“When I was studying architecture,” Michael Gross once said, “I would draw without shadows. I did not succumb to external means of definition. I would draw a thick line and a thin line, to give a sense of near and far, rather than a physical depiction of the shadow. I was impatient regarding the means. From the first moment I had no patience, I wanted to capture the thing itself, I wanted to say it right away, as it is.”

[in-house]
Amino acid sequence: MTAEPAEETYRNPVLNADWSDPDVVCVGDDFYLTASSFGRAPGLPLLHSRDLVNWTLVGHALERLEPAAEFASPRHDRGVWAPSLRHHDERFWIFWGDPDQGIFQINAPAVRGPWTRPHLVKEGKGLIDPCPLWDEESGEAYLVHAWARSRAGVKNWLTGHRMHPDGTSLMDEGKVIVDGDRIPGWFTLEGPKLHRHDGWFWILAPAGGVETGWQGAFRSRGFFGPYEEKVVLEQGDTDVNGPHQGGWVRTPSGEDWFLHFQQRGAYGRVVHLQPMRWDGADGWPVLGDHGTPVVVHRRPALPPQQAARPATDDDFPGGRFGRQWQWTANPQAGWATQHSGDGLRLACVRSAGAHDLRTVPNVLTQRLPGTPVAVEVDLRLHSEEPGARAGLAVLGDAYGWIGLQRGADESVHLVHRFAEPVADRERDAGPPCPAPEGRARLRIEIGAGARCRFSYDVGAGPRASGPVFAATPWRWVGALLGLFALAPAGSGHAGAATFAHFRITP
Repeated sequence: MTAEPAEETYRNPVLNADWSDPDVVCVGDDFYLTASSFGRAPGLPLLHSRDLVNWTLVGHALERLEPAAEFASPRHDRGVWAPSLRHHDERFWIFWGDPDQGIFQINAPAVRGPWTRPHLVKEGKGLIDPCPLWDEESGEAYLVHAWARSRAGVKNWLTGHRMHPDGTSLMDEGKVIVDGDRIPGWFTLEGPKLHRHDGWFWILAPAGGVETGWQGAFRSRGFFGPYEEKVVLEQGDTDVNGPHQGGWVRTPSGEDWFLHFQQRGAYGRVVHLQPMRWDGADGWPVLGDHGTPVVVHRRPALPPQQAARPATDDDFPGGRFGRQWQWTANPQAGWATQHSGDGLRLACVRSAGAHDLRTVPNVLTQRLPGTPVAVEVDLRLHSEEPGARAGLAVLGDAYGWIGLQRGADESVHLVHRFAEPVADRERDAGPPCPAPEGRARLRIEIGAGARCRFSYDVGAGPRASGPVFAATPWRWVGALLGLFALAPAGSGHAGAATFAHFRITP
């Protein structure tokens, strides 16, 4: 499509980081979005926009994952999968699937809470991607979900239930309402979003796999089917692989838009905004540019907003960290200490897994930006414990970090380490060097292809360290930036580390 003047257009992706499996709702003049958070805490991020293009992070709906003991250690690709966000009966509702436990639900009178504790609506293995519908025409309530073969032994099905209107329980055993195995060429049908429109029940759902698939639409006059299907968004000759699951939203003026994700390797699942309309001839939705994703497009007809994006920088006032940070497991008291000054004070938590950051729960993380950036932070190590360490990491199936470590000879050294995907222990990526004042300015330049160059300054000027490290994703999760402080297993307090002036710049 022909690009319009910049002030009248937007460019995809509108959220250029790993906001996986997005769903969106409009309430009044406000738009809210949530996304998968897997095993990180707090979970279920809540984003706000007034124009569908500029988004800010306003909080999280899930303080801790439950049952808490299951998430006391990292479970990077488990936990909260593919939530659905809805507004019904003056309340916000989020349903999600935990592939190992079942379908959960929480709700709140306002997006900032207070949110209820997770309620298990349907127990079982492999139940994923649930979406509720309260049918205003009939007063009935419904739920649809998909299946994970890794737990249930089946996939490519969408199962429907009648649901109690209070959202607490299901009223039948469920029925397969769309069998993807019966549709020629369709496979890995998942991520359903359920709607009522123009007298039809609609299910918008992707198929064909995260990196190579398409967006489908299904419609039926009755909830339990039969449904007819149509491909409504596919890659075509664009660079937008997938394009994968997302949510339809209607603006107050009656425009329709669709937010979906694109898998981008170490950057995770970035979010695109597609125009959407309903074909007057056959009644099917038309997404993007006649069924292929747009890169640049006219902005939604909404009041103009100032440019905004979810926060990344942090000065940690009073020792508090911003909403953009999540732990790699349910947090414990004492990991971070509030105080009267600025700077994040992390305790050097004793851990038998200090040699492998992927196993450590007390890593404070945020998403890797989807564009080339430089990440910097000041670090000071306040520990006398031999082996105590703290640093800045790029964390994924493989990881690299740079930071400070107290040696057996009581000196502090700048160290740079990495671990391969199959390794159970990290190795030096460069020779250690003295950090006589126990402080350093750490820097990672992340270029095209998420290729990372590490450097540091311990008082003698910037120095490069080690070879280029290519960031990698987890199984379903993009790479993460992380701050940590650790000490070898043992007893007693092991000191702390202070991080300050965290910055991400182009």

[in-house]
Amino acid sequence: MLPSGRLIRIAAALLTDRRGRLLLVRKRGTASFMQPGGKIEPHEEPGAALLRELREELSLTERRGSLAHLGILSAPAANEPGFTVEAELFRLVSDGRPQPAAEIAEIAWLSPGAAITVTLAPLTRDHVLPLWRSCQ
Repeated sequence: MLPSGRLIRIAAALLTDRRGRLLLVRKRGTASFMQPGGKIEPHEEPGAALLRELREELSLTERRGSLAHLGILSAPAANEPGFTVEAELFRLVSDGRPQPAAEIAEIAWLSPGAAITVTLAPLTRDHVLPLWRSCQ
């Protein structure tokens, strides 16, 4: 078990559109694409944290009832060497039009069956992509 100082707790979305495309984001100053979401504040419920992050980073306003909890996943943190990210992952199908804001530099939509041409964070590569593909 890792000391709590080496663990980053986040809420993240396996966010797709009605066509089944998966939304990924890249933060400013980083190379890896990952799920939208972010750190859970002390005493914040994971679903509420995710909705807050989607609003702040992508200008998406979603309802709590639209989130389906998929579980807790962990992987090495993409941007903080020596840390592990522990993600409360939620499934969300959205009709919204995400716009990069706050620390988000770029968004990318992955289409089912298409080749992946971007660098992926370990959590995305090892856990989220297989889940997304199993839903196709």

White and Ochre consists of two canvases which, together, represent the wholeness of nature. On the right canvas, the horizon is depicted as an ocher line painted with great precision between white surfaces, themselves painted over a darker shade. On the left canvas, the horizon line continues, meeting at two-thirds of the way with a lighter ocher-toned surface. The brushstrokes along the line and especially at the meeting point are clearly visible. The hot sun seems to brighten the desolate land or water, and Gross’s loneliness in the abstract, serene, contained landscape is almost palpable. In this large-scale painting, the artist manages to express feelings and emotions he experienced in the landscape of his childhood and to capture fleeting moments in nature.